Monday, 11 April 2016

Urban birding, Oban style

As I discovered when I lived there a few years ago, Poole can be pretty good for urban birding, but Oban in Agyll & Bute, from where we have just returned after a week's holiday, takes some beating. I stumbled across Black Guillemots breeding in the harbour wall there on my first visit many years ago, and have often detoured to look for them on trips up the west coast of Scotland ever since. They are invariably in the harbour somewhere, but not always close in to the harbour wall, this being seemingly dependent on the state of the tide, their mood and, judging by several visits last week, the prevailing levels of testosterone in the colony!
Weather also seemed to have an impact on whether the Tysties were close in to the harbour wall - or perhaps it was just that every time I visited it was hammering down! This added to the challenge of trying to get the correct exposure on dark birds with white wing patches on shimmering water, as if that wasn't challenging enough. But it was certainly fun trying and several wet hours were well spent doing precisely that. Lovely birds, in stunning plumages and full of character.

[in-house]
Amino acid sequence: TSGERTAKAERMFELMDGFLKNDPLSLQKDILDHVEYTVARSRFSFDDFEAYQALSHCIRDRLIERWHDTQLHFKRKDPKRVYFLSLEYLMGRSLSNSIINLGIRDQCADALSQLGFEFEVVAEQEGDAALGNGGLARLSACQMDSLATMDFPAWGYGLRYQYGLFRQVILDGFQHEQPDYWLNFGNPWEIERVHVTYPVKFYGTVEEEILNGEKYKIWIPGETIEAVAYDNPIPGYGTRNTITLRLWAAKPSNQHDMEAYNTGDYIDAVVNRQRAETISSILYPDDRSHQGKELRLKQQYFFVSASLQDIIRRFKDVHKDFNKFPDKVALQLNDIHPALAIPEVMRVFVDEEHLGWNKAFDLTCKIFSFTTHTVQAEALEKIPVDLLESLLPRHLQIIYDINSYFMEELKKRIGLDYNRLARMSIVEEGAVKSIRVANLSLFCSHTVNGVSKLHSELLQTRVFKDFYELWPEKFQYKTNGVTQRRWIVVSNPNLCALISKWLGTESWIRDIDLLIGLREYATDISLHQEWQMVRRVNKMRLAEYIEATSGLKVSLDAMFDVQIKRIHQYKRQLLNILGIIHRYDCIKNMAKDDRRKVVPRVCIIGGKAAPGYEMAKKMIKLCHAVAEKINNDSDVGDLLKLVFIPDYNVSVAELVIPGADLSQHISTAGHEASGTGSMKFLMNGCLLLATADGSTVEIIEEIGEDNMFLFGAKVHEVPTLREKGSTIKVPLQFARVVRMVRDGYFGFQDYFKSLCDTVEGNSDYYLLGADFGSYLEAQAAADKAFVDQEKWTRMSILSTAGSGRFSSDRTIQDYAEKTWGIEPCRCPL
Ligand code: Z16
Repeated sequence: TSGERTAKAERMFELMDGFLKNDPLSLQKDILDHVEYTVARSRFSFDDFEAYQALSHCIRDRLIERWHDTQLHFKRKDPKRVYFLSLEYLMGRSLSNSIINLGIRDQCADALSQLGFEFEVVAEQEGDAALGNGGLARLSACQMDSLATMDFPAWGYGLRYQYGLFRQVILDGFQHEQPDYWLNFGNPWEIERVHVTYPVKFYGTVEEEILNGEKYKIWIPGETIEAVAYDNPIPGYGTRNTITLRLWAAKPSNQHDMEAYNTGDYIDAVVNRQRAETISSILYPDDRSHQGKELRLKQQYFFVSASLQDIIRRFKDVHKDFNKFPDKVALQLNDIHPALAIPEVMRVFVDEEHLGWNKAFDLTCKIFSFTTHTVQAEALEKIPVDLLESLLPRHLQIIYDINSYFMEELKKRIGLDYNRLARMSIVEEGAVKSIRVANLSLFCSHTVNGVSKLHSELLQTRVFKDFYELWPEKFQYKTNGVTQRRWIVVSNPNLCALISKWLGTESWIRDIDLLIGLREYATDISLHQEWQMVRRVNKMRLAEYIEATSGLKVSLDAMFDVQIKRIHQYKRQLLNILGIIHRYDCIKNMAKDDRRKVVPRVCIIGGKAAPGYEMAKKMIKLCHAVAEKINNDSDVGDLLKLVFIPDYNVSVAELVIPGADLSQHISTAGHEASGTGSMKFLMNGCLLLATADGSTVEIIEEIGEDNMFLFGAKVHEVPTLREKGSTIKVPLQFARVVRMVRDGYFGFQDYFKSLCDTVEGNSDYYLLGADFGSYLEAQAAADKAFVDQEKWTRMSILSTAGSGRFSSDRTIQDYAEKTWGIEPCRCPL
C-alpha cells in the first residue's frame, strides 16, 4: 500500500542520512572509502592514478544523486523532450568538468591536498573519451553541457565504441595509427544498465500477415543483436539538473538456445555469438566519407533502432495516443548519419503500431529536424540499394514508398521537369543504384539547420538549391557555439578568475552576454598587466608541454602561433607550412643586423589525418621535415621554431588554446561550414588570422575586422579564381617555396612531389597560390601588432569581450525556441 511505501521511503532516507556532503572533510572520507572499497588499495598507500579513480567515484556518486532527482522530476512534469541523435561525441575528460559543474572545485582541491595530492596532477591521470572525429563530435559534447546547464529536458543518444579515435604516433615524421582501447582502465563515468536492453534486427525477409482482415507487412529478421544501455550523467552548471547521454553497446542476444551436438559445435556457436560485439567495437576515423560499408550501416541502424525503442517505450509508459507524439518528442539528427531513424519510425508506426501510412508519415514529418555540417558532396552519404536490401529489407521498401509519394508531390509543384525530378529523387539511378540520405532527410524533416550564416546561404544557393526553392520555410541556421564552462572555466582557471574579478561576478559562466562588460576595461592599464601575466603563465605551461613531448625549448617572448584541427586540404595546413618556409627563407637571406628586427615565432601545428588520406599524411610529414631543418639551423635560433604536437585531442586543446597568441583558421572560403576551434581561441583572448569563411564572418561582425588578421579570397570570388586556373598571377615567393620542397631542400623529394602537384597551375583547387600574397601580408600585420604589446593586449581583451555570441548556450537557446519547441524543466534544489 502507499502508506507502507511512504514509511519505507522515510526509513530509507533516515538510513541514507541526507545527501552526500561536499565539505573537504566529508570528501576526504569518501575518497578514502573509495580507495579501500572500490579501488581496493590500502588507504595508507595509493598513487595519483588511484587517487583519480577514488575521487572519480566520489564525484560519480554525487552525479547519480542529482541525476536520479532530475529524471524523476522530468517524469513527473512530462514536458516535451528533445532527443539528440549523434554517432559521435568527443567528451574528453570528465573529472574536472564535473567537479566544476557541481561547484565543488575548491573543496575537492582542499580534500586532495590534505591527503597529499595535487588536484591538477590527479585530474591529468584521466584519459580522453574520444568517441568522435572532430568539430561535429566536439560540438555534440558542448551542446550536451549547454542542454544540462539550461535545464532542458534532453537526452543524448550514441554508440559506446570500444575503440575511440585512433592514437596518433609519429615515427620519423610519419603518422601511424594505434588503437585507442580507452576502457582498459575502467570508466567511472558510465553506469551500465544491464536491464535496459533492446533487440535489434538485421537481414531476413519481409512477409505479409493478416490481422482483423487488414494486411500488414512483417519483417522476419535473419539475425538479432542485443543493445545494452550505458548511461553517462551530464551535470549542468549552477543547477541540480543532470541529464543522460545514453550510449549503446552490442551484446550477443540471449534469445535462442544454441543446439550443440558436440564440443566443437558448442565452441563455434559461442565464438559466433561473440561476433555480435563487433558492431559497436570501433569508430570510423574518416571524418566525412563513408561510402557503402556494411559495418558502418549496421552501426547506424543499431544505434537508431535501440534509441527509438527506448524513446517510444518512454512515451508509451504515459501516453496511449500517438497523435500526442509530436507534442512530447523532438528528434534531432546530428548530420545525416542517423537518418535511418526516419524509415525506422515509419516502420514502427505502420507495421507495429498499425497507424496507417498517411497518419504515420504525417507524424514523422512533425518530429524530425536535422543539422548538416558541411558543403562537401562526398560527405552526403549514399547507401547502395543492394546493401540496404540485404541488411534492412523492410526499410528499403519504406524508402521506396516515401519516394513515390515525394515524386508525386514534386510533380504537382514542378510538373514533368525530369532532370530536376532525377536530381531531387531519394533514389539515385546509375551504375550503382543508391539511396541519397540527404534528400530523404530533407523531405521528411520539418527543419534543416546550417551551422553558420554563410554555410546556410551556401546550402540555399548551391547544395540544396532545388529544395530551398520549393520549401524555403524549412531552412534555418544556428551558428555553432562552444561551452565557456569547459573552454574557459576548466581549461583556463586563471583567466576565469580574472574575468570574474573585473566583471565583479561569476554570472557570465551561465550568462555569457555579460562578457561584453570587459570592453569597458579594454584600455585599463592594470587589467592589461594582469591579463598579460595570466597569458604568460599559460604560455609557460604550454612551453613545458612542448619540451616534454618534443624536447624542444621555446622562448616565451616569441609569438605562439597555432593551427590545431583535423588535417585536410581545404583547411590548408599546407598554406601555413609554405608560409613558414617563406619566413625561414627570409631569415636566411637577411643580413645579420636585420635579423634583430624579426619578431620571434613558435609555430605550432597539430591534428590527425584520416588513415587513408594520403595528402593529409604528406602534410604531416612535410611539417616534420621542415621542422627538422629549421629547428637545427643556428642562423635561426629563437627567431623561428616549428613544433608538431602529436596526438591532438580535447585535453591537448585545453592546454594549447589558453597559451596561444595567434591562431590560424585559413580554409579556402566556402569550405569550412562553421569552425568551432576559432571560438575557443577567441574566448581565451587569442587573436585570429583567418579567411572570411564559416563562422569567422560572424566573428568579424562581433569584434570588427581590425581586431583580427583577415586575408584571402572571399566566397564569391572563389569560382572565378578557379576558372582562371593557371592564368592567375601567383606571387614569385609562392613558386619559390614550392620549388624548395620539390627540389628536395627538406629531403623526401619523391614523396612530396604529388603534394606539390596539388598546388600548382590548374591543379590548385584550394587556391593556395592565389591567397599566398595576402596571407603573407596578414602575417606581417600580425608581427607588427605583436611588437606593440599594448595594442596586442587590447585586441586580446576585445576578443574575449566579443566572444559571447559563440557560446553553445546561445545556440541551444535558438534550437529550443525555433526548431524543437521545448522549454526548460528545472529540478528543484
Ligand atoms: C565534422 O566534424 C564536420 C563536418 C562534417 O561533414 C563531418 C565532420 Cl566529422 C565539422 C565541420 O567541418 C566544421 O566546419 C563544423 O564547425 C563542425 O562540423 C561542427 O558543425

Oban harbour in winter is also a good place to find rarer gulls - I bumped into a Ring-billed Gull on an earlier visit, and this week a peek over the harbour wall was rewarded with eye-ball to eye-ball views of a 1st winter Iceland Gull. This seemed content to potter around in the shallows and wait for the fine-smelling produce to be dispensed from the local chip shop. I knew how it felt, and eventually dragged myself away to grab a bag of Oban's finest.
After the velvet Black Guillemot and snow white Iceland Gull, Oban's third good harbour bird was somewhere in between - the Hooded Crow. A small flock of these, now regarded as a separate species from the closely related Carrion Crown with which it shares a hybrid zone across parts of Scotland, was feeding on the beach. They were picking up molluscs, then taking off and gaining height before dropping them to break the shells and get at the soft meat inside. I spent a while trying to capture this interesting and intelligent behaviour on film.
A great location for urban birding, and Claire eventually became suspicious at my uncharacteristic and repeated suggestions that we pop into town for a spot of shopping.

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